WASHINGTON — U. S. Supreme Court Justice Clarence Thomas joked Monday about the stresses of the job on the nation’s high court. Justice Thomas also questioned the validity of people saying he might retire soon.
“I have no idea where this stuff comes from,” Thomas said to philanthropist David Rubenstein at a lecture hosted by the Supreme Court Historical Society in Washington, D.C.
Rubenstein had asked Justice Thomas where rumors that he might be retiring in June were coming from.
“One of those things you have to get used to in this business — in here — is that people can say things about you and for you that have nothing to do with you,” Thomas said.
Thomas, 70, was appointed to the court by President George H.W. Bush in 1991. But in recent months, there have been rumors that he might be retiring from the court soon, considering that Thomas is the longest-serving member of the court.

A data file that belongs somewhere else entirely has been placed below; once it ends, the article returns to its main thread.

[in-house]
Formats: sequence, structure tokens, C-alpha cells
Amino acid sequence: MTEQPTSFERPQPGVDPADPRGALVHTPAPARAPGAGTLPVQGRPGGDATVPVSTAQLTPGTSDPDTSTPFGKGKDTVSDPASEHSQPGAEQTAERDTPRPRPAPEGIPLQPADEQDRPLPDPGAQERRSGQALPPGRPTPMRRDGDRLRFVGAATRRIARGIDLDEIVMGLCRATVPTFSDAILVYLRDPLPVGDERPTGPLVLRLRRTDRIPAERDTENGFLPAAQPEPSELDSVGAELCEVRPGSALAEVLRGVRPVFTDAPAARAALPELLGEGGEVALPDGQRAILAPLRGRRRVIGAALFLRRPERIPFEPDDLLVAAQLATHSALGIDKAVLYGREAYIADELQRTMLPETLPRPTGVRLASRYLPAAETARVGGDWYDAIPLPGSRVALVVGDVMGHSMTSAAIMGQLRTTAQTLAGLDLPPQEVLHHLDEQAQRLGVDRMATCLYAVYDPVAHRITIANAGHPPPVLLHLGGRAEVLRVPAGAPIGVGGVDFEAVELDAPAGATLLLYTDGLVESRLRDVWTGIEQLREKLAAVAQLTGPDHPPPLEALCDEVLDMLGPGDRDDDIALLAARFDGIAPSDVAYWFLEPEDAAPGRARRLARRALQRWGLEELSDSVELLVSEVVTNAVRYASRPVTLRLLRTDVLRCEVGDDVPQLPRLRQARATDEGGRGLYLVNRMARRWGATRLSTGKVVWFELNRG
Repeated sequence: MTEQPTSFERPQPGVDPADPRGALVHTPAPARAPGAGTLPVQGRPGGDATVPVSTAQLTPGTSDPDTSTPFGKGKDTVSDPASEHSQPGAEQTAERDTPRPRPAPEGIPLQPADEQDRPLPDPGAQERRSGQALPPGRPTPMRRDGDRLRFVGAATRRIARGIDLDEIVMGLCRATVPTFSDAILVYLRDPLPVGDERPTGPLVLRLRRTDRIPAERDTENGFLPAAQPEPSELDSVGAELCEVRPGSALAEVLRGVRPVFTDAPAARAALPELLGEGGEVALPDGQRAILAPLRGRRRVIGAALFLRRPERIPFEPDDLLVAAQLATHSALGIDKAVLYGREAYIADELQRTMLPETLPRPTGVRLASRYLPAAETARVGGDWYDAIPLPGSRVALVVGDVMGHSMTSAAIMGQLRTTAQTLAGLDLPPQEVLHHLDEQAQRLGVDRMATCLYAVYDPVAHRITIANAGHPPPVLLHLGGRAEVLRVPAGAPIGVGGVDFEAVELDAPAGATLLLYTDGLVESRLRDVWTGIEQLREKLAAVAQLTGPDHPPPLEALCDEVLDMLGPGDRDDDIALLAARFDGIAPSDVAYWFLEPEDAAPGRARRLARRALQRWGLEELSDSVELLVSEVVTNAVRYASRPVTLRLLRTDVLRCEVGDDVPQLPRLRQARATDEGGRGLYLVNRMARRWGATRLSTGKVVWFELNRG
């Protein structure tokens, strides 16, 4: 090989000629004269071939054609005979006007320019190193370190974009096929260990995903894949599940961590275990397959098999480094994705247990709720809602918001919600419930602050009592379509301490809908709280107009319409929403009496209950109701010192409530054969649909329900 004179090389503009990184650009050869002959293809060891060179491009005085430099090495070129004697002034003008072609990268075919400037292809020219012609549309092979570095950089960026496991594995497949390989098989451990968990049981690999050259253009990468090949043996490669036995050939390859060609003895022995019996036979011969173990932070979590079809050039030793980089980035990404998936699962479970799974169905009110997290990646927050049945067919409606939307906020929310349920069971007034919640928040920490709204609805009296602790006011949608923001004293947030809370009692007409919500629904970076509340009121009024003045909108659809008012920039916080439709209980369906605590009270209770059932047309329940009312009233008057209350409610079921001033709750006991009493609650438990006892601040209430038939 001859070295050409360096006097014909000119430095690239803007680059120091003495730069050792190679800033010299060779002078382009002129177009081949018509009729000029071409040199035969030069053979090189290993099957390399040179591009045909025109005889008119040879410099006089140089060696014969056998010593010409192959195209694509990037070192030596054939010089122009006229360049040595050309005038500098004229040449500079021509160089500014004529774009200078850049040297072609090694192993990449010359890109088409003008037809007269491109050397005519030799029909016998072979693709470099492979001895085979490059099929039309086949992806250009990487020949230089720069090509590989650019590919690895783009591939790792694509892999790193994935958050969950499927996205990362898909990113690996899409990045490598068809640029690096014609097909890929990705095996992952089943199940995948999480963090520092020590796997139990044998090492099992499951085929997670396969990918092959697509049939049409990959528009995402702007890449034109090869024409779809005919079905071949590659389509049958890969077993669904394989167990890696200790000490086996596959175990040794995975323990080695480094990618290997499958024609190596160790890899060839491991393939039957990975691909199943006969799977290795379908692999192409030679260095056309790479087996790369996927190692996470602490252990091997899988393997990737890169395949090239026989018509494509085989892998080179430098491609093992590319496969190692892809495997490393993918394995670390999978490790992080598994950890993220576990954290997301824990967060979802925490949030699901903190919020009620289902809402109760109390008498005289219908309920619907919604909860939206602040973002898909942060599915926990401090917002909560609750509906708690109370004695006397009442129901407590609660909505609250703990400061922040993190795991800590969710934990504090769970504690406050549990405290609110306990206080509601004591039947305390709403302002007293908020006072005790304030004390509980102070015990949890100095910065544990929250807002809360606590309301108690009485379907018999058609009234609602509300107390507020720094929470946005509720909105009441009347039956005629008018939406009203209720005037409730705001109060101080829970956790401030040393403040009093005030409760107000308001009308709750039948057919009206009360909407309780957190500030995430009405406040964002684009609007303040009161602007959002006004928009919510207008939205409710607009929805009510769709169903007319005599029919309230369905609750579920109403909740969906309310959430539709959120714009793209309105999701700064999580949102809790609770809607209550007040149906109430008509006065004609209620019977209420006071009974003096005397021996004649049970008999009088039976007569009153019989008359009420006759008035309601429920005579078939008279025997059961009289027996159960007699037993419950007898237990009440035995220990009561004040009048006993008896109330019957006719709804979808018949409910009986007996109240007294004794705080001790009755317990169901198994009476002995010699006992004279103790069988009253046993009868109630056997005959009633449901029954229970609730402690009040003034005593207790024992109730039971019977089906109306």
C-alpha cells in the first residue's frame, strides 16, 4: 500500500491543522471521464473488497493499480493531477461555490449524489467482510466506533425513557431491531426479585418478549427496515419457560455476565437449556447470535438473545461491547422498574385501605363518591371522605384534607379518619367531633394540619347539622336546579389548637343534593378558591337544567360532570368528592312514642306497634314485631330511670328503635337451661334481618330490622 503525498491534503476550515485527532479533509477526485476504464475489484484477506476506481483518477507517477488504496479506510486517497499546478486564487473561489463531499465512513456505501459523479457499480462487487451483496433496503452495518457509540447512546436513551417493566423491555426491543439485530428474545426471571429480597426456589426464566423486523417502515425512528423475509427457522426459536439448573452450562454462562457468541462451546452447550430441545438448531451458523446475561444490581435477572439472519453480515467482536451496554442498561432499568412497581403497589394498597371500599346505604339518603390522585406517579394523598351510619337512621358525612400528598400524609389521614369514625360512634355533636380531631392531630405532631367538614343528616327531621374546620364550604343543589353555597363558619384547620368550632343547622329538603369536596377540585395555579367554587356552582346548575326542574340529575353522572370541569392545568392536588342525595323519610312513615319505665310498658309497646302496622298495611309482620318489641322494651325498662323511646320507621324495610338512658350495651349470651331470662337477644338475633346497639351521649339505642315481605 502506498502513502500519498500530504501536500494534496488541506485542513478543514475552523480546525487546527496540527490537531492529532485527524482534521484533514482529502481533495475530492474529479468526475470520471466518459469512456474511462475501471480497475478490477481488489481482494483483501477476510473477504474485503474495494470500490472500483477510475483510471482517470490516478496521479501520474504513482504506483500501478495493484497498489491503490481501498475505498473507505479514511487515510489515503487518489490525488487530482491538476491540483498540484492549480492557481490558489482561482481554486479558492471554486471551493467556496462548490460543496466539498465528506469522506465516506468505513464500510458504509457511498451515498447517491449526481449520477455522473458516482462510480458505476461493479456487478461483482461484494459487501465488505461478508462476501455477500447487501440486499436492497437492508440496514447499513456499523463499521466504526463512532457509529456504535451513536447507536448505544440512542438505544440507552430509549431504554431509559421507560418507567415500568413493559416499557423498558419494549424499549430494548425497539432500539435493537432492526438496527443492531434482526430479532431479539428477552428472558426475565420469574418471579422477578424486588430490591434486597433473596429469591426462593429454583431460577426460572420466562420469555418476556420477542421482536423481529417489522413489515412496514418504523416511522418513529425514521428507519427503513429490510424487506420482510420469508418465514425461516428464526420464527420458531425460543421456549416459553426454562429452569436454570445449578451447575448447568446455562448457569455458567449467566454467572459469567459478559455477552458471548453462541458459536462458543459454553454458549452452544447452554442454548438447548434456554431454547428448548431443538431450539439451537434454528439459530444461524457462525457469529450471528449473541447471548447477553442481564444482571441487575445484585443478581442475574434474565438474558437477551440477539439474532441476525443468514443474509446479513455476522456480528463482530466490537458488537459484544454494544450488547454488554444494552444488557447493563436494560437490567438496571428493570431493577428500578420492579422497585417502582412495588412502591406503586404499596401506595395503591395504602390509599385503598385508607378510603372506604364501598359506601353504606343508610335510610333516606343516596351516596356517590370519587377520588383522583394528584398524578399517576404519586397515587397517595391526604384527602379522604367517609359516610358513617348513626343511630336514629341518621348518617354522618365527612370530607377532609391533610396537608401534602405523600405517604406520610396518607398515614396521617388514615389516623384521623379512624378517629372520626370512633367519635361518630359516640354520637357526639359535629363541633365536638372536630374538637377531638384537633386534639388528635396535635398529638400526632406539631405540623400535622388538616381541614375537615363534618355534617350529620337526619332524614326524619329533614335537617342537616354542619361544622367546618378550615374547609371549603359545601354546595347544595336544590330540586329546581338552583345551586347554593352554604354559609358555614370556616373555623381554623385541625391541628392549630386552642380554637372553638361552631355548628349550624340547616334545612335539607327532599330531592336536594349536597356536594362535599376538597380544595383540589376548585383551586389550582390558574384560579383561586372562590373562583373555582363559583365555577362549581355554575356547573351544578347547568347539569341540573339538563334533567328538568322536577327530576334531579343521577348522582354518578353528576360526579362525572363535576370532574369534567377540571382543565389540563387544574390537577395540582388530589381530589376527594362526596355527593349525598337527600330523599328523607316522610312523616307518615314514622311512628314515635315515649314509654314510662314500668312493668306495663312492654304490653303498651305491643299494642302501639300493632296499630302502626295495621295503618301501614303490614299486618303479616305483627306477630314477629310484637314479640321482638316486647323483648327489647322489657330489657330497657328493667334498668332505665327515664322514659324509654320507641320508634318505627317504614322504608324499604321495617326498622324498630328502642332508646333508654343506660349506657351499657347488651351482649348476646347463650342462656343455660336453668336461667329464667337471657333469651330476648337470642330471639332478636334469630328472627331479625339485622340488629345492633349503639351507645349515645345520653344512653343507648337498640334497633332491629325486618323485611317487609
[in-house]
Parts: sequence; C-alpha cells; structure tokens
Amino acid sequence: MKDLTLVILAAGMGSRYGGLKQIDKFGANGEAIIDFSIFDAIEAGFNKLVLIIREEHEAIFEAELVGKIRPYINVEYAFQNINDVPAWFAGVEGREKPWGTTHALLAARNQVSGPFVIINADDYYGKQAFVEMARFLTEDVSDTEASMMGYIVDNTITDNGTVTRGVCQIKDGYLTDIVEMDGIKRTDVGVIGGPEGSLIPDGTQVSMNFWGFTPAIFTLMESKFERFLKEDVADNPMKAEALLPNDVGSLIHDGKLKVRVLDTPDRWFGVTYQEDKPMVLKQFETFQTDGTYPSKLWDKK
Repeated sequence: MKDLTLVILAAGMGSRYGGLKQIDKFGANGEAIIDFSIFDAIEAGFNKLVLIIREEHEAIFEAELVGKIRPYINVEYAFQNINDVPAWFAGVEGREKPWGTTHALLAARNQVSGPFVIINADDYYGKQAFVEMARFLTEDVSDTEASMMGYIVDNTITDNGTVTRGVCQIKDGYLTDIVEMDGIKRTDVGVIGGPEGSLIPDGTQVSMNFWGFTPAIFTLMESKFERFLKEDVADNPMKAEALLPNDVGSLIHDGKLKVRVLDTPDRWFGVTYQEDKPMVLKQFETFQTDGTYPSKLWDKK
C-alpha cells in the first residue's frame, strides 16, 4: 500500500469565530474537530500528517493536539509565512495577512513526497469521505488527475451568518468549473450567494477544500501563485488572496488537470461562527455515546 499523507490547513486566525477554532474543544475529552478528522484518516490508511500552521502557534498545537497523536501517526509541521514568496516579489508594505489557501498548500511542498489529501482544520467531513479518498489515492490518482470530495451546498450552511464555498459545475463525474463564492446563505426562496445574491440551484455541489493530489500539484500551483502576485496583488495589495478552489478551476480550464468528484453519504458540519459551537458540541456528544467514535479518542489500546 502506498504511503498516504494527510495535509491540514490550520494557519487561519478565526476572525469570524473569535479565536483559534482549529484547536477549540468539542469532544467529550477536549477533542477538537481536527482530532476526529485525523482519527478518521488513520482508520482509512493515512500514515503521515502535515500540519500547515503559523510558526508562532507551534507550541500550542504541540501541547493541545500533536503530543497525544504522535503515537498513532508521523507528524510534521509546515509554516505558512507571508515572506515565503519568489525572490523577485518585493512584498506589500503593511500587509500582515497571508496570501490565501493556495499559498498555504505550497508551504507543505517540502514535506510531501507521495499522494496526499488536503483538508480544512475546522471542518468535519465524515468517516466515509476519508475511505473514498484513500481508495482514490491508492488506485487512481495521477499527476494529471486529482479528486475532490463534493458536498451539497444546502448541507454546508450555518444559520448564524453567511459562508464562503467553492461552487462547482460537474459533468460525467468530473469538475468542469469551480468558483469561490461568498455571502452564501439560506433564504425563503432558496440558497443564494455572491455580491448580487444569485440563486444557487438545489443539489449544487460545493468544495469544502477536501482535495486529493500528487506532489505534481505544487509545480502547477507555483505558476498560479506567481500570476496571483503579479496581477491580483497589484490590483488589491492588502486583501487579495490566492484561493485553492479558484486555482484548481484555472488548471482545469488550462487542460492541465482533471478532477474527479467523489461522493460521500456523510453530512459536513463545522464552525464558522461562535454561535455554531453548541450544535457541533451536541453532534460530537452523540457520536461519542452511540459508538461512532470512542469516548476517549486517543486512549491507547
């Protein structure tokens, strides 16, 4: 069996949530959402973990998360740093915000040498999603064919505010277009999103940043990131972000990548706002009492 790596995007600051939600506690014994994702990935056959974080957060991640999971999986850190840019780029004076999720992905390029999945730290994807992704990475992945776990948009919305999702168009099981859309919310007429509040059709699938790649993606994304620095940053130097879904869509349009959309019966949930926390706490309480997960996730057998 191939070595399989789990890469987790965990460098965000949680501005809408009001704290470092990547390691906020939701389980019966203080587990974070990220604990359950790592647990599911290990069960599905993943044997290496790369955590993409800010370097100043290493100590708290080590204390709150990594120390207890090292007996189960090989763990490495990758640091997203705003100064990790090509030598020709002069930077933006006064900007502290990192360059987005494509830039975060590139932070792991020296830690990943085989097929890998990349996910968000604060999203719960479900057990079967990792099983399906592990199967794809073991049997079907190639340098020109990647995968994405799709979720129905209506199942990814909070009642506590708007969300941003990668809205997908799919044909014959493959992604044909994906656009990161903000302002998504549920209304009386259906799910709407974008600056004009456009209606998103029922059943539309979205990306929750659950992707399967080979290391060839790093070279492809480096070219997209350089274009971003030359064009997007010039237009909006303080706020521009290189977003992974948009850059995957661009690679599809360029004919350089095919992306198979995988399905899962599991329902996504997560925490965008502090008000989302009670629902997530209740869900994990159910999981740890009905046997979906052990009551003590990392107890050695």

He also denied rumors of his retirement at Pepperdine University Law School at the beginning of last April. He said, “I’m not retiring,” in response to a hypothetical question posed by the university’s president-elect James Gash.
When asked by Rubenstein what the justice did for rest or relaxation outside of the Court, he replied, “I really don’t have a lot of stress. I cause stress.
A devout Catholic, Justice Thomas said he attends mass, read, spent time with his wife, and watched sports.
“I love my Nebraska Cornhuskers. Any sport, preferably volleyball,” he explained